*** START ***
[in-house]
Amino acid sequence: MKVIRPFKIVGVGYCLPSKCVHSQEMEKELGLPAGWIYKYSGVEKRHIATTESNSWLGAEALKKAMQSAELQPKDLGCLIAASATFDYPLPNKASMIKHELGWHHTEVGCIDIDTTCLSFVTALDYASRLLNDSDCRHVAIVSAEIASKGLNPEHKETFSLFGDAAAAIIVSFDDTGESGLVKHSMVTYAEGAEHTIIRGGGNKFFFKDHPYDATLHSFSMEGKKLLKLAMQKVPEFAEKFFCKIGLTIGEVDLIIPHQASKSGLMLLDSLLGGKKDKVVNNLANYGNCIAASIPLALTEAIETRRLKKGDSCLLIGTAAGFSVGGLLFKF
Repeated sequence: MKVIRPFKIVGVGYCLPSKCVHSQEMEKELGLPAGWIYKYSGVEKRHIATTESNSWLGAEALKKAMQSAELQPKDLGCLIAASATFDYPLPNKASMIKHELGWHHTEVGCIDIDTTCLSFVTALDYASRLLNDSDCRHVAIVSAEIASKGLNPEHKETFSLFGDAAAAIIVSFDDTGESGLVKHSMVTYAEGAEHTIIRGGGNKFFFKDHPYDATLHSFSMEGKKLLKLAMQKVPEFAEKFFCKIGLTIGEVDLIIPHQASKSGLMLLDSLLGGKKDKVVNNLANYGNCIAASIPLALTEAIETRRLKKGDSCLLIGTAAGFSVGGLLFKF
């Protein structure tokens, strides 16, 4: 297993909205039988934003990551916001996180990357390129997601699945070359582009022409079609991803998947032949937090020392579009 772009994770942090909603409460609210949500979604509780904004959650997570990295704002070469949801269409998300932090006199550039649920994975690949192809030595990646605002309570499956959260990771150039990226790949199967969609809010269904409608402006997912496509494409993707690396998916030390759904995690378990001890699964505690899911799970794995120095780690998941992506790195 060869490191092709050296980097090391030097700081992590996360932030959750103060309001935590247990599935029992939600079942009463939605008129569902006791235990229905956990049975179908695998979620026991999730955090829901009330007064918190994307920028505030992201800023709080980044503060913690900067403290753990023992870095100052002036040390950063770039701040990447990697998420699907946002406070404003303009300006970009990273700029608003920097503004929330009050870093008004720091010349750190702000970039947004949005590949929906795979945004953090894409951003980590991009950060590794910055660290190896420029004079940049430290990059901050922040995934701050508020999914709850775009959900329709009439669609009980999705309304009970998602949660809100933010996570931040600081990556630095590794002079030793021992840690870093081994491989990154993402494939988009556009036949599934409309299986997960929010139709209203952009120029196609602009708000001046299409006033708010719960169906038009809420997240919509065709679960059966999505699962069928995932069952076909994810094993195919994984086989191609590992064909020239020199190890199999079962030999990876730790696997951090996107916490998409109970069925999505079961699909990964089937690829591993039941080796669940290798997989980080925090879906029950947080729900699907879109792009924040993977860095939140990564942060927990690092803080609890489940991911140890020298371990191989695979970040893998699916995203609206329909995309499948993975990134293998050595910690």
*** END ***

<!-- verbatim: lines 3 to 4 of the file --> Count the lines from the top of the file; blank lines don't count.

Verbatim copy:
Repeated sequence: MKVIRPFKIVGVGYCLPSKCVHSQEMEKELGLPAGWIYKYSGVEKRHIATTESNSWLGAEALKKAMQSAELQPKDLGCLIAASATFDYPLPNKASMIKHELGWHHTEVGCIDIDTTCLSFVTALDYASRLLNDSDCRHVAIVSAEIASKGLNPEHKETFSLFGDAAAAIIVSFDDTGESGLVKHSMVTYAEGAEHTIIRGGGNKFFFKDHPYDATLHSFSMEGKKLLKLAMQKVPEFAEKFFCKIGLTIGEVDLIIPHQASKSGLMLLDSLLGGKKDKVVNNLANYGNCIAASIPLALTEAIETRRLKKGDSCLLIGTAAGFSVGGLLFKF
């Protein structure tokens, strides 16, 4: 297993909205039988934003990551916001996180990357390129997601699945070359582009022409079609991803998947032949937090020392579009 772009994770942090909603409460609210949500979604509780904004959650997570990295704002070469949801269409998300932090006199550039649920994975690949192809030595990646605002309570499956959260990771150039990226790949199967969609809010269904409608402006997912496509494409993707690396998916030390759904995690378990001890699964505690899911799970794995120095780690998941992506790195 060869490191092709050296980097090391030097700081992590996360932030959750103060309001935590247990599935029992939600079942009463939605008129569902006791235990229905956990049975179908695998979620026991999730955090829901009330007064918190994307920028505030992201800023709080980044503060913690900067403290753990023992870095100052002036040390950063770039701040990447990697998420699907946002406070404003303009300006970009990273700029608003920097503004929330009050870093008004720091010349750190702000970039947004949005590949929906795979945004953090894409951003980590991009950060590794910055660290190896420029004079940049430290990059901050922040995934701050508020999914709850775009959900329709009439669609009980999705309304009970998602949660809100933010996570931040600081990556630095590794002079030793021992840690870093081994491989990154993402494939988009556009036949599934409309299986997960929010139709209203952009120029196609602009708000001046299409006033708010719960169906038009809420997240919509065709679960059966999505699962069928995932069952076909994810094993195919994984086989191609590992064909020239020199190890199999079962030999990876730790696997951090996107916490998409109970069925999505079961699909990964089937690829591993039941080796669940290798997989980080925090879906029950947080729900699907879109792009924040993977860095939140990564942060927990690092803080609890489940991911140890020298371990191989695979970040893998699916995203609206329909995309499948993975990134293998050595910690």